<irony>At the WikiNG discussion page I wrote the following remarks, that
I think not everyone will read</irony>

IMHO there are too many issues muddling the discussions about wikis vs
maillists vs discussion platforms. This problem is caused by the
intermingling of too many different functions of a wiki. I'll go a bit
at length to expose these and try to strike a balance, which should be
in a combination (did I hear WikiDot?):

1.A mailing list is more convenient than a wiki because it is more
instantaneous and more compelling because people get mail in their mail
boxes. But mail discussions tend to wither away quickly. They go on for
a day and if no one pins them down into a document they'll be forgotten.
More so on a high volume list as the Zope list(s). I've seen this happen
many times. Wikis have the quality of permanence both in (cyber)space
and in time.

2.Discussion platforms like Squishdot, Wikis and what have you have the
problem of getting out of attention of the people involved. They are
permanent, but people have to perform separate actions to keep up with
an online discussion and their mailboxes. Even if there is a
mail-notification possibility, this leads to the situation that mails
are sent as replies to the notification (by accident) and not to the
forum itself (I'm not sure about Squishdot on this last point).

3.Both discussion platforms and mail lists are often too much of a
sequential nature: proposals follow comments, follow counter proposals,
follow comments etc. This leads to much inconclusion. A discussion is
not per se over once it's withered away. A Wiki is (possibly; if used
right) much more compelling in keeping discussions focused.

4.Some people think Wiki discussions are easily dispersed. Bad Wiki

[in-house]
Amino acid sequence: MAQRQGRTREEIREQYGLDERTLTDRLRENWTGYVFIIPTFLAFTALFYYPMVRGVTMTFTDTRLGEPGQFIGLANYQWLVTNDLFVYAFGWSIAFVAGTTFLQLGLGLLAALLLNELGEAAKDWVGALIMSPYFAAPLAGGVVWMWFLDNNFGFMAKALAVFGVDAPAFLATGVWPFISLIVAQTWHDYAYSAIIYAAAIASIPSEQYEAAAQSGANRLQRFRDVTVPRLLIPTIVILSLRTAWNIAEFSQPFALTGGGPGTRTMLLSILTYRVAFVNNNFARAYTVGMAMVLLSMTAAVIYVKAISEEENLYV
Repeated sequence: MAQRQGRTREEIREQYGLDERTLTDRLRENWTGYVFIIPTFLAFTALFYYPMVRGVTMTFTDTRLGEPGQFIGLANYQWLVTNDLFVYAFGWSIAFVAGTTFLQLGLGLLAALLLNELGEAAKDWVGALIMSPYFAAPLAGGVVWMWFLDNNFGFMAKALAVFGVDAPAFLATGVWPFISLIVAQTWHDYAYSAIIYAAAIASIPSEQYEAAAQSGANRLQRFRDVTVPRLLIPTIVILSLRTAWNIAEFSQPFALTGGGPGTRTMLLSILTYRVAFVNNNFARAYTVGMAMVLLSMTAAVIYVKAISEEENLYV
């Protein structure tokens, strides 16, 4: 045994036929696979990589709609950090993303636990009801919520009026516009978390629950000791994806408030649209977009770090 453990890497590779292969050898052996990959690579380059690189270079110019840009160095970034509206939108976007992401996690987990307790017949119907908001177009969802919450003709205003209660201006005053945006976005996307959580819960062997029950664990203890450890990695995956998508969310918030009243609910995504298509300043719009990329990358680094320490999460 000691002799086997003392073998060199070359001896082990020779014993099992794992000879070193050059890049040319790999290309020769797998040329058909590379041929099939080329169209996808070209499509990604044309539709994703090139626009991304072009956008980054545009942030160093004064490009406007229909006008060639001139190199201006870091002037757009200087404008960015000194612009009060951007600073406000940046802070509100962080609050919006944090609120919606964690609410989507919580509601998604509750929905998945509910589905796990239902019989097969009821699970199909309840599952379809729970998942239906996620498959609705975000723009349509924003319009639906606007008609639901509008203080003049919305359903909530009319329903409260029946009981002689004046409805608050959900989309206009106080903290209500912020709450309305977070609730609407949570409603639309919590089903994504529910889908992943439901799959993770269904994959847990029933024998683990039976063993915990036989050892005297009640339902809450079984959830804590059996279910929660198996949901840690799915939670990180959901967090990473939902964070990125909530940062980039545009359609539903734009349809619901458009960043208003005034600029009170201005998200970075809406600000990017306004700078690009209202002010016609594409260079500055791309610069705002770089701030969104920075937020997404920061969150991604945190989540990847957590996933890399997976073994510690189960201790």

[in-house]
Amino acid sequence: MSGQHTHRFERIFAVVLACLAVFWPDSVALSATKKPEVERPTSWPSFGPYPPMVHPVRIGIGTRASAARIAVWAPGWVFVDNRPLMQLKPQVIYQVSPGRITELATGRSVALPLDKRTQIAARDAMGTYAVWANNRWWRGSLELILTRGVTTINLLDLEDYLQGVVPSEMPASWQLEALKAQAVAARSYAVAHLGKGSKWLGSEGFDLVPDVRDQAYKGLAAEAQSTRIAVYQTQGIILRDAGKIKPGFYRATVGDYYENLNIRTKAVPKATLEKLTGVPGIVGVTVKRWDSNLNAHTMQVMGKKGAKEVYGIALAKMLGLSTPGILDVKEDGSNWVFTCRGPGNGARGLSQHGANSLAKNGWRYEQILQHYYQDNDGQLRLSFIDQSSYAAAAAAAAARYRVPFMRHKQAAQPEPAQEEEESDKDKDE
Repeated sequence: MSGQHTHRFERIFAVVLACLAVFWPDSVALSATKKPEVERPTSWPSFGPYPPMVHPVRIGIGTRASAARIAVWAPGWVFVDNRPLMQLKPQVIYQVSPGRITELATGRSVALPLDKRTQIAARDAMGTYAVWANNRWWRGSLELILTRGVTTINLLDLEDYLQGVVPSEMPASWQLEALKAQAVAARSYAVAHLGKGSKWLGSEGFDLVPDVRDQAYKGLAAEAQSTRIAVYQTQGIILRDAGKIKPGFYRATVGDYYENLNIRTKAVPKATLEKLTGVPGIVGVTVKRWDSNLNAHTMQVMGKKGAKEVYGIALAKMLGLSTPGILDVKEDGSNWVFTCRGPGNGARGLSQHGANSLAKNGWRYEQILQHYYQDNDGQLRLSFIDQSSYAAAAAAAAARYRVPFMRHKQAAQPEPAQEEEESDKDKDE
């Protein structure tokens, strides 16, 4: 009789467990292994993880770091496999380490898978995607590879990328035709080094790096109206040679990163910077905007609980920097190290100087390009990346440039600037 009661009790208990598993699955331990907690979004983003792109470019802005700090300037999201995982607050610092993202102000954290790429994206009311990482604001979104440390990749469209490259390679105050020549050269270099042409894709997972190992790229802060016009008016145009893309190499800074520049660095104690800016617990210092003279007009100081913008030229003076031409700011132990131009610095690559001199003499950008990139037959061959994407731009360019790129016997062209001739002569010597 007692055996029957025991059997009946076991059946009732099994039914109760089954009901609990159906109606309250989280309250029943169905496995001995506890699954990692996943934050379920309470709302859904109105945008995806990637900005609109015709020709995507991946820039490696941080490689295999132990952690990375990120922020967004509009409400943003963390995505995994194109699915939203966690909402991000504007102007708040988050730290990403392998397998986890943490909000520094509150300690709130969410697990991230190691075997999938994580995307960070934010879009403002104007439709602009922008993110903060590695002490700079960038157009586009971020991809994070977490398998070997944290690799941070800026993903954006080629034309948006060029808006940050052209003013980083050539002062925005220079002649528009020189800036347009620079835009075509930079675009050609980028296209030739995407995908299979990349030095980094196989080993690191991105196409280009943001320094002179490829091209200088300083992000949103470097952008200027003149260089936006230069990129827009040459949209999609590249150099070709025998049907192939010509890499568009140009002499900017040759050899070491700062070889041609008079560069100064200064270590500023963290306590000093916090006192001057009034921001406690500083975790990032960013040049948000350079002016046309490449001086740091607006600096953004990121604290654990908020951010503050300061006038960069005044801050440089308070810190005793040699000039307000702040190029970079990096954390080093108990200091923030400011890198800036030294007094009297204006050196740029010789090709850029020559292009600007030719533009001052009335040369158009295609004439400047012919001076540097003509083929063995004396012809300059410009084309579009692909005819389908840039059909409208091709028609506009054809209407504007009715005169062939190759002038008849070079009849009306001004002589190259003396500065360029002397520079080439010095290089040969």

discussions are, but discussion products are almost always dispersed by
nature. On many occasions I have (already) seen people summarize and
structure maillist discussions into a Wiki web.

5.Wikis give the impression of being structured, but as is they lack
structure. Both maillists and discussions have since long had the
possibility of moderation. Wikis should have these too. The nice point
about wikis is that you can determine which parts should be moderated
(the central and the thought capturing documents for instance) and which
ones are free for all (like discussions for example). The Wikis on the
dev.zope site do a bit of this with delegating discussion to a

Most of these points are addressed in the proposal, but what I wanted to
add is the notion of the necessity of integrating the three types of
discussion into one product. That would make for a new generation. How
would that look then:

Make the wiki the central/anchor point for discussion. This means there
should be a possibility for making central pages, spin off pages and
discussion pages. 
- Wikis should be moderable on all levels (not editable, changes only
after approval, free for all). The point up to which that is done is up
to the owners/maintainers of the Wiki. 
- Include both a (threaded) discussion product for discussion. 
- Make this discussable from the web and from email. In the case of web
discussion the advantages
would be that discussions could take the form of annotations with a
discussion. In the case of a maillist discussion this would mean
instantaneous discussion. It should be possible to indicate in your
email whether you want it included into the Wiki.

This would also mean that there should be a structured way to integrate
e-mails into a Wiki. The noding proposals (divide a wiki page into
information nodes) above could well help to enable hooks for
discussions. Perhaps even for determining which parts are discussable
(namely only the one with a discussion node attached)



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